In May 2012, the project partners in the Western and Nyanza regions partnered with three medical doctors from Non-Scalpel Vasectomy International, USA to provide vasectomy services to men in the intervention area and address the low rate of vasectomies as a family planning option. The Packard partners jointly supported the initiative through the Marie Stopes Kisumu office led by MSK resident surgeon, Dr. Ochieng. The program office and field staff worked closely with the Packard Western Kenya supported community health workers and the local health centers to sensitize community members and their leaders about male sterilization family planning services.
Photo caption: Packard Western Kenya Project CHWs and health practitioners wearing the trademark suit of Packard Western Kenya Project. Source: http://www.nsvi.org/where-we-work/kenya/first-nsvi-mission-to-kenya-may-2012/
Education is Key:
As part of the project, the Packard Western Kenya Project worked very hard to educate clients and potential clients about the benefits of vasectomy and to dissolve any fears and concerns the male clients had about vasectomy.
Clients were informed that vasectomy is a non-complicated permanent family planning method that has fewer complications compared to female sterilization and is safe and very effective. Clients also learned that although vasectomy is very effective as a family planning method it does not protect clients from HIV/AIDS or sexually transmitted infections. One concern for many men was what the impact of a vasectomy could be on sexual drive, but health professionals explained that studies show the vasectomy method does not in any way reduce sexual drive for men.
For the program to be successful it was vital for the community health workers to maintain regular contact with potential clients and to respond to their questions and concerns from the initial period of recruitment through the time when the service is performed.
As a result of the due diligence of the community health workers, a total of 72 clients were booked to receive the vasectomy service and 53 turned up the day of the procedure. The rest refrained from taking the services due to various reasons including indecisiveness, distance from home to the service center, fear of side effects, and overwhelmingly high negative perceptions about vasectomy.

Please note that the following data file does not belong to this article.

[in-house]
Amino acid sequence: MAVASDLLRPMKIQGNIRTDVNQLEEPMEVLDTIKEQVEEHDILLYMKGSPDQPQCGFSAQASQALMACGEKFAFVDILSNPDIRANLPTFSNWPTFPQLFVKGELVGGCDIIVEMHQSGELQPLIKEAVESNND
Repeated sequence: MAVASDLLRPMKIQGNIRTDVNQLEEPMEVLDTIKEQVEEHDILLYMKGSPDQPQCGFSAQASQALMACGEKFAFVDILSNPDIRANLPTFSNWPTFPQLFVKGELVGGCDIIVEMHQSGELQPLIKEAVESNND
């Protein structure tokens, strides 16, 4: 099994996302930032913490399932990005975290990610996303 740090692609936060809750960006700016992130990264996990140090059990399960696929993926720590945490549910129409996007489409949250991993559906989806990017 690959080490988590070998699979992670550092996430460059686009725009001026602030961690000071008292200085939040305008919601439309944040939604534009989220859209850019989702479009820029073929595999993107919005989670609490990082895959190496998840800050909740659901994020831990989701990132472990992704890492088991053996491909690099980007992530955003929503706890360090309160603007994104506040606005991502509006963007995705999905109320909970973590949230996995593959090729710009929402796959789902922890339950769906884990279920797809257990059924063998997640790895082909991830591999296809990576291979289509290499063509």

After the procedure, the community health workers followed-up with the 53 clients at home and addressed their fears, helped them heal faster, and counseled them about post-service sexual behavior. All clients healed quickly and resumed their normal duties only three days after taking the service. These clients are now a key resource in the community, not only by introducing new users of family planning services, but also as a resource to promote male sterilization services in the region. The Packard Project has clearly demonstrated that with correct targeting, increased supply of services, and consistent demand creation activities, vasectomy can be a popular method of family planning in low resource settings. The Packard project will be scaling up these strategies in the next three years to make vasectomy a preferred method of choice among poor rural men who have achieved their desired family size.
More details about the May 2012 vasectomy services in Kenya are available here: http://www.nsvi.org/where-we-work/kenya/first-nsvi-mission-to-kenya-may-2012/.
 AVSC working paper No. 4 / September 1993 and DHIS2 Kenya report 2011